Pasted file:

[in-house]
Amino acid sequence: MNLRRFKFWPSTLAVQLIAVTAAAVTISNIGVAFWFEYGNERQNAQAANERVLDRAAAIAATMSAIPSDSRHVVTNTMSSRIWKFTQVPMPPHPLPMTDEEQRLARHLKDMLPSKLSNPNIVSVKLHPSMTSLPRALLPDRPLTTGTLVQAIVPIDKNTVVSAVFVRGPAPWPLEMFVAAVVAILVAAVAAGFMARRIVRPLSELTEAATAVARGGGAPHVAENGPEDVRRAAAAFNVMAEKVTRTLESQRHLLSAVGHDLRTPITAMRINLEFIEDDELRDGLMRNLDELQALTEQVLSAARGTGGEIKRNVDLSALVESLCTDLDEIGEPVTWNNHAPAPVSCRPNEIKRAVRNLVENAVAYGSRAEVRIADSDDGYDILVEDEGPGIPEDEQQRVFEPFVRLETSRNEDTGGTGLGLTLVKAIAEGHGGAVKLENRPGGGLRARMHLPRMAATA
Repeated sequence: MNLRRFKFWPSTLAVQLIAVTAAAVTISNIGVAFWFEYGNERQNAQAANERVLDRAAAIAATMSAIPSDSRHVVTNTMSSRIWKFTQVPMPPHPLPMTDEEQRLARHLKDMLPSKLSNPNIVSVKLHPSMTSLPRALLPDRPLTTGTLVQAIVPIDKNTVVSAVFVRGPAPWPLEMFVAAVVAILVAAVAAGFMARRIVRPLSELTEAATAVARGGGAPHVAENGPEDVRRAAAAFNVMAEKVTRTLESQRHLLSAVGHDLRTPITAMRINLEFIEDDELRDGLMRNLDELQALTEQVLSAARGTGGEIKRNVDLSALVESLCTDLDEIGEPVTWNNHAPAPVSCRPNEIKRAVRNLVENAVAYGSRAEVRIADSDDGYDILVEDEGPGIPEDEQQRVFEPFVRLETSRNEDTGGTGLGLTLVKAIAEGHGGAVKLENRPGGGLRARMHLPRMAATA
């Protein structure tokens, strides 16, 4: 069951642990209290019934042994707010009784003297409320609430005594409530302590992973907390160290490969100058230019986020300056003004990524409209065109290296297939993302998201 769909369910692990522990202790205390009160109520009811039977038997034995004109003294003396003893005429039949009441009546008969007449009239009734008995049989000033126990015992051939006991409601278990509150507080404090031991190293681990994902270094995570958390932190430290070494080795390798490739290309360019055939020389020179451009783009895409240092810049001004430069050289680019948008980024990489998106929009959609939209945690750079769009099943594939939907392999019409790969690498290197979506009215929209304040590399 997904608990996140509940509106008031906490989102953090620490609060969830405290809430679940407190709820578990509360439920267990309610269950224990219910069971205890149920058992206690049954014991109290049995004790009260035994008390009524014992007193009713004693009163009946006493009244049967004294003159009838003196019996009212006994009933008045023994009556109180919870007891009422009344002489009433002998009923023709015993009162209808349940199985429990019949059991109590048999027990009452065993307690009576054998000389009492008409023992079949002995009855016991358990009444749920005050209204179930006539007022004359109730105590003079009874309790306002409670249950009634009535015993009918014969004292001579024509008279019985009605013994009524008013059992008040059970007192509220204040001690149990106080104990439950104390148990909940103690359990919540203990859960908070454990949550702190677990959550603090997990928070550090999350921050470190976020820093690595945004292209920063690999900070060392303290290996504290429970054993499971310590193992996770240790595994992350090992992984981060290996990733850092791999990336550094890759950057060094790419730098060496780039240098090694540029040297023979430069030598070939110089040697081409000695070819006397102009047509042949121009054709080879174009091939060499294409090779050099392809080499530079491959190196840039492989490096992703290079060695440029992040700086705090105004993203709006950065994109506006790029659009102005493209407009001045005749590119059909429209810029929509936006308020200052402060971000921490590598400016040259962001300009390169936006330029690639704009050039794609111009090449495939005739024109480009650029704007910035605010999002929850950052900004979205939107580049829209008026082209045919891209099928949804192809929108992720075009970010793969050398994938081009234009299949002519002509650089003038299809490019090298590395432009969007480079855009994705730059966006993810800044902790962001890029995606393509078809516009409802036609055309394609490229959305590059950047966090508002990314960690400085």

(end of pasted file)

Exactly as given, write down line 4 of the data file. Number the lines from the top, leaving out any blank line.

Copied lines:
């Protein structure tokens, strides 16, 4: 069951642990209290019934042994707010009784003297409320609430005594409530302590992973907390160290490969100058230019986020300056003004990524409209065109290296297939993302998201 769909369910692990522990202790205390009160109520009811039977038997034995004109003294003396003893005429039949009441009546008969007449009239009734008995049989000033126990015992051939006991409601278990509150507080404090031991190293681990994902270094995570958390932190430290070494080795390798490739290309360019055939020389020179451009783009895409240092810049001004430069050289680019948008980024990489998106929009959609939209945690750079769009099943594939939907392999019409790969690498290197979506009215929209304040590399 997904608990996140509940509106008031906490989102953090620490609060969830405290809430679940407190709820578990509360439920267990309610269950224990219910069971205890149920058992206690049954014991109290049995004790009260035994008390009524014992007193009713004693009163009946006493009244049967004294003159009838003196019996009212006994009933008045023994009556109180919870007891009422009344002489009433002998009923023709015993009162209808349940199985429990019949059991109590048999027990009452065993307690009576054998000389009492008409023992079949002995009855016991358990009444749920005050209204179930006539007022004359109730105590003079009874309790306002409670249950009634009535015993009918014969004292001579024509008279019985009605013994009524008013059992008040059970007192509220204040001690149990106080104990439950104390148990909940103690359990919540203990859960908070454990949550702190677990959550603090997990928070550090999350921050470190976020820093690595945004292209920063690999900070060392303290290996504290429970054993499971310590193992996770240790595994992350090992992984981060290996990733850092791999990336550094890759950057060094790419730098060496780039240098090694540029040297023979430069030598070939110089040697081409000695070819006397102009047509042949121009054709080879174009091939060499294409090779050099392809080499530079491959190196840039492989490096992703290079060695440029992040700086705090105004993203709006950065994109506006790029659009102005493209407009001045005749590119059909429209810029929509936006308020200052402060971000921490590598400016040259962001300009390169936006330029690639704009050039794609111009090449495939005739024109480009650029704007910035605010999002929850950052900004979205939107580049829209008026082209045919891209099928949804192809929108992720075009970010793969050398994938081009234009299949002519002509650089003038299809490019090298590395432009969007480079855009994705730059966006993810800044902790962001890029995606393509078809516009409802036609055309394609490229959305590059950047966090508002990314960690400085």